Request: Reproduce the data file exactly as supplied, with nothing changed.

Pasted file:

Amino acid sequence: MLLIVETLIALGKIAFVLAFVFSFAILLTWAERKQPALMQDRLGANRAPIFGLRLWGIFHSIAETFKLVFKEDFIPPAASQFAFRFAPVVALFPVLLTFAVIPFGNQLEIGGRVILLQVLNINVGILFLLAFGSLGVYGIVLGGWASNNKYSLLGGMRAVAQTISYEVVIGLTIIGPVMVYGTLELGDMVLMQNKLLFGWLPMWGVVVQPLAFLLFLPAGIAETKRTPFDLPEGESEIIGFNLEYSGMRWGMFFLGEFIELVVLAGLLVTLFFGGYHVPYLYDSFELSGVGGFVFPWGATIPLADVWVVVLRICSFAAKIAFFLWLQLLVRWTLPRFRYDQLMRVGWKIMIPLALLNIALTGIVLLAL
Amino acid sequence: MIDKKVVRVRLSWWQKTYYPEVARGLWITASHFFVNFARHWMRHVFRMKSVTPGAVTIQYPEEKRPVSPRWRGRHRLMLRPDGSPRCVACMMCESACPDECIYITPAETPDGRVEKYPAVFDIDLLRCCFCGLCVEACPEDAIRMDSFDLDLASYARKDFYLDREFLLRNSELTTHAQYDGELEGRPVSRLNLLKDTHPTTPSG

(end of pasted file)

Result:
Amino acid sequence: MLLIVETLIALGKIAFVLAFVFSFAILLTWAERKQPALMQDRLGANRAPIFGLRLWGIFHSIAETFKLVFKEDFIPPAASQFAFRFAPVVALFPVLLTFAVIPFGNQLEIGGRVILLQVLNINVGILFLLAFGSLGVYGIVLGGWASNNKYSLLGGMRAVAQTISYEVVIGLTIIGPVMVYGTLELGDMVLMQNKLLFGWLPMWGVVVQPLAFLLFLPAGIAETKRTPFDLPEGESEIIGFNLEYSGMRWGMFFLGEFIELVVLAGLLVTLFFGGYHVPYLYDSFELSGVGGFVFPWGATIPLADVWVVVLRICSFAAKIAFFLWLQLLVRWTLPRFRYDQLMRVGWKIMIPLALLNIALTGIVLLAL
Amino acid sequence: MIDKKVVRVRLSWWQKTYYPEVARGLWITASHFFVNFARHWMRHVFRMKSVTPGAVTIQYPEEKRPVSPRWRGRHRLMLRPDGSPRCVACMMCESACPDECIYITPAETPDGRVEKYPAVFDIDLLRCCFCGLCVEACPEDAIRMDSFDLDLASYARKDFYLDREFLLRNSELTTHAQYDGELEGRPVSRLNLLKDTHPTTPSG